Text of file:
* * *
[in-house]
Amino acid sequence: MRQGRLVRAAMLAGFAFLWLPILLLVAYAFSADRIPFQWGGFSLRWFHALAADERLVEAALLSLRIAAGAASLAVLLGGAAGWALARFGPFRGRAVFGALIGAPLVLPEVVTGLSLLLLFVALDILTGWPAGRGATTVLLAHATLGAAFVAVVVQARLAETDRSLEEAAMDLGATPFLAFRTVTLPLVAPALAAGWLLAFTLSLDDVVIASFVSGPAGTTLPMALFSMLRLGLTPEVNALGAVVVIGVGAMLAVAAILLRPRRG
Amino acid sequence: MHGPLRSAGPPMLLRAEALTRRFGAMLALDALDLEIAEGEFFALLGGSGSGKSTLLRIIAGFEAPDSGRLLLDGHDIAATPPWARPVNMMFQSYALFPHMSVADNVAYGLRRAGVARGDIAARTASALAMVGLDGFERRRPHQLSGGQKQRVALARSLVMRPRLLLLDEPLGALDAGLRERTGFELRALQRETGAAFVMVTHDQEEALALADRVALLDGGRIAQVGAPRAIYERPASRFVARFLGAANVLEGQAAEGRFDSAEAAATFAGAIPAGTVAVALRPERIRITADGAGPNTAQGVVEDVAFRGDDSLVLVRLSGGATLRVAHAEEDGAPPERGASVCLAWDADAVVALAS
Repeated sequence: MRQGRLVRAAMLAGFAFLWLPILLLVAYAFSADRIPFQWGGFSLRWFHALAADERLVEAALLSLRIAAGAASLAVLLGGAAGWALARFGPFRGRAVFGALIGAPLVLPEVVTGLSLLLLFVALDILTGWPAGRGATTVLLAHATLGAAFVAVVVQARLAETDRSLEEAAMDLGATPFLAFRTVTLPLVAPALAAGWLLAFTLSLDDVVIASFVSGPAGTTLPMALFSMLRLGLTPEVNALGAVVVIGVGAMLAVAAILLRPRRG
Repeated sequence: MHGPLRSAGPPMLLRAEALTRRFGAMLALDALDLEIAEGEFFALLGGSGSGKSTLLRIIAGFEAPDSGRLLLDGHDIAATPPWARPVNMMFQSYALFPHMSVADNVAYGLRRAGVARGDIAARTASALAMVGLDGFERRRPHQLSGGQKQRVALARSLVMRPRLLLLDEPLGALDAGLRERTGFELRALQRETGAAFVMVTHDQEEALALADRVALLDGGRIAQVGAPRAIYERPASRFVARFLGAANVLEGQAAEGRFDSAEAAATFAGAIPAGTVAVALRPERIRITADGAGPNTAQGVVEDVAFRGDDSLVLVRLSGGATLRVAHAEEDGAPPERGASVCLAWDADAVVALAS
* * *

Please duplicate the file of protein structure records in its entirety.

[in-house]
Amino acid sequence: MRQGRLVRAAMLAGFAFLWLPILLLVAYAFSADRIPFQWGGFSLRWFHALAADERLVEAALLSLRIAAGAASLAVLLGGAAGWALARFGPFRGRAVFGALIGAPLVLPEVVTGLSLLLLFVALDILTGWPAGRGATTVLLAHATLGAAFVAVVVQARLAETDRSLEEAAMDLGATPFLAFRTVTLPLVAPALAAGWLLAFTLSLDDVVIASFVSGPAGTTLPMALFSMLRLGLTPEVNALGAVVVIGVGAMLAVAAILLRPRRG
Amino acid sequence: MHGPLRSAGPPMLLRAEALTRRFGAMLALDALDLEIAEGEFFALLGGSGSGKSTLLRIIAGFEAPDSGRLLLDGHDIAATPPWARPVNMMFQSYALFPHMSVADNVAYGLRRAGVARGDIAARTASALAMVGLDGFERRRPHQLSGGQKQRVALARSLVMRPRLLLLDEPLGALDAGLRERTGFELRALQRETGAAFVMVTHDQEEALALADRVALLDGGRIAQVGAPRAIYERPASRFVARFLGAANVLEGQAAEGRFDSAEAAATFAGAIPAGTVAVALRPERIRITADGAGPNTAQGVVEDVAFRGDDSLVLVRLSGGATLRVAHAEEDGAPPERGASVCLAWDADAVVALAS
Repeated sequence: MRQGRLVRAAMLAGFAFLWLPILLLVAYAFSADRIPFQWGGFSLRWFHALAADERLVEAALLSLRIAAGAASLAVLLGGAAGWALARFGPFRGRAVFGALIGAPLVLPEVVTGLSLLLLFVALDILTGWPAGRGATTVLLAHATLGAAFVAVVVQARLAETDRSLEEAAMDLGATPFLAFRTVTLPLVAPALAAGWLLAFTLSLDDVVIASFVSGPAGTTLPMALFSMLRLGLTPEVNALGAVVVIGVGAMLAVAAILLRPRRG
Repeated sequence: MHGPLRSAGPPMLLRAEALTRRFGAMLALDALDLEIAEGEFFALLGGSGSGKSTLLRIIAGFEAPDSGRLLLDGHDIAATPPWARPVNMMFQSYALFPHMSVADNVAYGLRRAGVARGDIAARTASALAMVGLDGFERRRPHQLSGGQKQRVALARSLVMRPRLLLLDEPLGALDAGLRERTGFELRALQRETGAAFVMVTHDQEEALALADRVALLDGGRIAQVGAPRAIYERPASRFVARFLGAANVLEGQAAEGRFDSAEAAATFAGAIPAGTVAVALRPERIRITADGAGPNTAQGVVEDVAFRGDDSLVLVRLSGGATLRVAHAEEDGAPPERGASVCLAWDADAVVALAS